12/25/05 — Christmas has different focus in other nations

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Christmas has different focus in other nations

By Kenneth Fine
Published in News on December 25, 2005 2:07 AM

Miguel Martez remembers traveling home after late Christmas Mass in a small town near Mexico City as a boy. When his family reached the house, they gathered around a handcrafted nativity scene.

"We would watch Mama place the Baby Jesus in his manger," Martez said. "This is the most important part of Christmas."

Christians across the globe are celebrating Christmas this weekend in very different ways.

In some countries, Santa Claus will be coming to town, showering children with gifts, hoping not to get stuck in a slim chimney. In others, the religious background of the holiday reigns supreme.

In Mexico, Martez said, Christmas celebrations have little in common with those he has seen in the United States. He has been a citizen for 16 years, and said although he loves living in this country, he misses his small hometown every year in late December.

Unlike a typical Christmas in the U.S. where children rush downstairs to find presents under the tree, feast with their families and then play with their new toys, in Mexico, Martez said, religious ceremony is the central focus of the holiday.

"The presents, we didn't even get on Christmas Day, but on the Holy Night," Martez said. "In Mexico, Christmas is about the birth of Jesus."

Martez added detailed, handcrafted nativity scenes are more prevalent in Mexican neighborhoods than Christmas trees.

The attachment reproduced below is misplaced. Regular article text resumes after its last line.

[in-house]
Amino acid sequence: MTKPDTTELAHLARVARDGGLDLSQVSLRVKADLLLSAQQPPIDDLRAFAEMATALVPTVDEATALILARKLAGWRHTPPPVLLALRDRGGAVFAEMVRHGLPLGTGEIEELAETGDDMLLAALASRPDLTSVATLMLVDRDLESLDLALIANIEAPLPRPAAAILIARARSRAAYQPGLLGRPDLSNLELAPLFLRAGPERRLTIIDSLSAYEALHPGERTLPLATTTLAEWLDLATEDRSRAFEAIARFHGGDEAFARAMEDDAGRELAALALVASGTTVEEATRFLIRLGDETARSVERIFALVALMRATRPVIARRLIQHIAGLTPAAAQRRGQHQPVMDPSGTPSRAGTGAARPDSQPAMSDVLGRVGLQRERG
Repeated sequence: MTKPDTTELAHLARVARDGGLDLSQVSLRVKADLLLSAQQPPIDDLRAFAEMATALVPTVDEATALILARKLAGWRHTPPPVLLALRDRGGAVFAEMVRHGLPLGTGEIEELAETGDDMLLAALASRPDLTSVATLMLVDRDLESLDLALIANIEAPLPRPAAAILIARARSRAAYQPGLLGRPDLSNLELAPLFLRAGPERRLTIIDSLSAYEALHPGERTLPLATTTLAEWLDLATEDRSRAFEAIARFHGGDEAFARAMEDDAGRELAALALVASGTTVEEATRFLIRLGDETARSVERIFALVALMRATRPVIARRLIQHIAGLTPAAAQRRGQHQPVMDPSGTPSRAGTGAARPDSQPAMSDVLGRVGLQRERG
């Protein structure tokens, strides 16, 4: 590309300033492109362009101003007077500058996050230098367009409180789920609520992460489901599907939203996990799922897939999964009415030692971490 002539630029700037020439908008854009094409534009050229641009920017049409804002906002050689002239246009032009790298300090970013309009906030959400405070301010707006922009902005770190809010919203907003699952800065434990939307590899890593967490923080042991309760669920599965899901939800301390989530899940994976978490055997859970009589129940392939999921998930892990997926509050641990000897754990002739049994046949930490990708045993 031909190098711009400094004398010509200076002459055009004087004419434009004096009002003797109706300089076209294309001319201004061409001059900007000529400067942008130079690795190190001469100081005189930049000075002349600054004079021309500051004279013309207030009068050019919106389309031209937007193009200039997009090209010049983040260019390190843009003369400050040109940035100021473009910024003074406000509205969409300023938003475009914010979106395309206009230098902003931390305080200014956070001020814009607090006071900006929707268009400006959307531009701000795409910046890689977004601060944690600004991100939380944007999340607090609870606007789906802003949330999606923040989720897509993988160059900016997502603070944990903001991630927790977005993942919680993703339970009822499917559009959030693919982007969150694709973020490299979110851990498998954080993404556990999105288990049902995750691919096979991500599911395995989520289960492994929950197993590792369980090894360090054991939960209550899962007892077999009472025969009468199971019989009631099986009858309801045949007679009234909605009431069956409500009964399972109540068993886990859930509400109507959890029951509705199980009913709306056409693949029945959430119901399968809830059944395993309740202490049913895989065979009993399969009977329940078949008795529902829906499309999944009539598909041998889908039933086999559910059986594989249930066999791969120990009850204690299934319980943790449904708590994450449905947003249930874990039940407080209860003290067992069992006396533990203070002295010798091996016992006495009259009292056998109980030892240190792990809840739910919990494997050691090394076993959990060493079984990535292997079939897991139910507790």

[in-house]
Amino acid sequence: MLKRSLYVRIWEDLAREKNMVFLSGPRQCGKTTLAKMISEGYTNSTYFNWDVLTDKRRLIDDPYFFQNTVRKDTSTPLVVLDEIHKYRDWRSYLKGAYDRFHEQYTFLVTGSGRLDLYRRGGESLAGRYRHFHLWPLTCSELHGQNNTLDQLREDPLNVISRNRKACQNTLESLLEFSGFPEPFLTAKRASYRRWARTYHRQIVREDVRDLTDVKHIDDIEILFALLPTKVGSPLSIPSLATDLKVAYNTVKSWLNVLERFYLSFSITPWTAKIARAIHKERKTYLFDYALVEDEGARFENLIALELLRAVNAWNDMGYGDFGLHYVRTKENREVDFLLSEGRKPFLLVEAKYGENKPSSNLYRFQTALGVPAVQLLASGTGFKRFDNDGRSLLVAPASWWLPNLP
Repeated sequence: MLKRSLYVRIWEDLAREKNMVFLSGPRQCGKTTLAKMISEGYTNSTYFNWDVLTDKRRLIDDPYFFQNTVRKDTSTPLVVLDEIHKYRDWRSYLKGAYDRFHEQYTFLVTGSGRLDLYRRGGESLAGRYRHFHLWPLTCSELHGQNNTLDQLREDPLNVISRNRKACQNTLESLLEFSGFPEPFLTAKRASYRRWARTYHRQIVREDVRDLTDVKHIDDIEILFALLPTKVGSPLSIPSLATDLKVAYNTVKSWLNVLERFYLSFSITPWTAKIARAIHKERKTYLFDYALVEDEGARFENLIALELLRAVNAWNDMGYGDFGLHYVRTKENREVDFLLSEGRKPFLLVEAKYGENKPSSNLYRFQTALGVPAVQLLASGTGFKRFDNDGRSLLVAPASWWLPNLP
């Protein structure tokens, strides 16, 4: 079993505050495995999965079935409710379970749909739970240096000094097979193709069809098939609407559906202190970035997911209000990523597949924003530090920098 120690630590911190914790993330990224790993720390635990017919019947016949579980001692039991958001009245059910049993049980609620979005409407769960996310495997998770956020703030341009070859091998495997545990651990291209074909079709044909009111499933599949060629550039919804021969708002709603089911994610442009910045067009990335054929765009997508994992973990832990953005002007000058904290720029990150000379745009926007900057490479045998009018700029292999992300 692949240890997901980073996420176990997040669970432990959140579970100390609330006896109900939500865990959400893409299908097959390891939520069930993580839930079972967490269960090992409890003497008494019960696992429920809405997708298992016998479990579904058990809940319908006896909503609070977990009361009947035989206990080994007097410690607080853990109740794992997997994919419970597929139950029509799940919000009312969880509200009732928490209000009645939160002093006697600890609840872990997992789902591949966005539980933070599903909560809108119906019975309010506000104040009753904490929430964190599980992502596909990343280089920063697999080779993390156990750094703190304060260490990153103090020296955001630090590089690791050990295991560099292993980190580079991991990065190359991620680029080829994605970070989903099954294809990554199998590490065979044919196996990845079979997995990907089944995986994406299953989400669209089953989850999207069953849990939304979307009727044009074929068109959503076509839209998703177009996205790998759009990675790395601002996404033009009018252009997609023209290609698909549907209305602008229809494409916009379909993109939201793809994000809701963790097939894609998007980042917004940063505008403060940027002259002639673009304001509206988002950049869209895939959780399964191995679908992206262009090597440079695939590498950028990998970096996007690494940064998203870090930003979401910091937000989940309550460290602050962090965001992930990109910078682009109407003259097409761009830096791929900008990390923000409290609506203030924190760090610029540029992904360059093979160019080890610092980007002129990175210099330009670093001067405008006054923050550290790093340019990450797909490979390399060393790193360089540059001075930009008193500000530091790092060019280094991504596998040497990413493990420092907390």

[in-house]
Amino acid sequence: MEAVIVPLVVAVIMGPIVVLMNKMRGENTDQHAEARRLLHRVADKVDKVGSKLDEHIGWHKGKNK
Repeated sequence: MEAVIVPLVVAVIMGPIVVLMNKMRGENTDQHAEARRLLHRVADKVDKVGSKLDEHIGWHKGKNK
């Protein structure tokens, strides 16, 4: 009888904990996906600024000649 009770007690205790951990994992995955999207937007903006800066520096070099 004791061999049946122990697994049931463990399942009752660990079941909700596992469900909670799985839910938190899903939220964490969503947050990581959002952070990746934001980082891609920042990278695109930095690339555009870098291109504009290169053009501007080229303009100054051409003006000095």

"Every family in my neighborhood made a nativity scene," he said. "All people get to show how they see the birth of Jesus."

Martez said the Christmas season in Mexico is filled with prayer, reflection and honoring the Lord. But children still get to have a little fun on Christmas Eve, called "Holy Night" in Mexico.

After prayer, children and parents gather for a large party. Dozens of piñatas hang from trees, filled with fruit, candy and nuts. While the children play, adults enjoy seasonal beverages and food.

Martez said he remembers swinging fiercely at one particularly colorful piñata when he was 11, bashing the candy-stuffed horse with a long stick -- blindfolded.

"That horse was very hard to break," he said. "But it was filled with candy and oranges when it finally fell."

Across the ocean, Christians in Italy also celebrate the birth of Jesus Christ differently than Americans.

Sal and JoJo Coppola, owners of Pupetta's Italian Restaurant and Pizzeria, said their home country has begun to change its traditions and that many now celebrate Christmas as Americans do.

There are still those, however, who stick to the old ways, they said.

According to Italian legend, La Befana, not Santa Claus, visits homes on Christmas Eve.

"La Befana is a magical witch who brings candy," JoJo said.

On Christmas Eve, children lay their shoes out for the witch. If they have been good, the shoes will be filled with candy and other treats the next morning. For those on La Befana's naughty list, there will be nothing but coal.

Another tradition that differs from an American Christmas is the food served on Dec. 25. While most Americans feast on ham or turkey, the Italians eat capitone, a large eel that can be served roasted, baked or fried.

Sal added that in Italy, people don't hesitate when it comes to spreading Christmas cheer. While in some part of the U.S., political correctness has fueled a debate over saying "Merry Christmas," he said, in Naples, the holiday is more "in your face."

"You feel it right in the streets," he said. "Christmas is everywhere."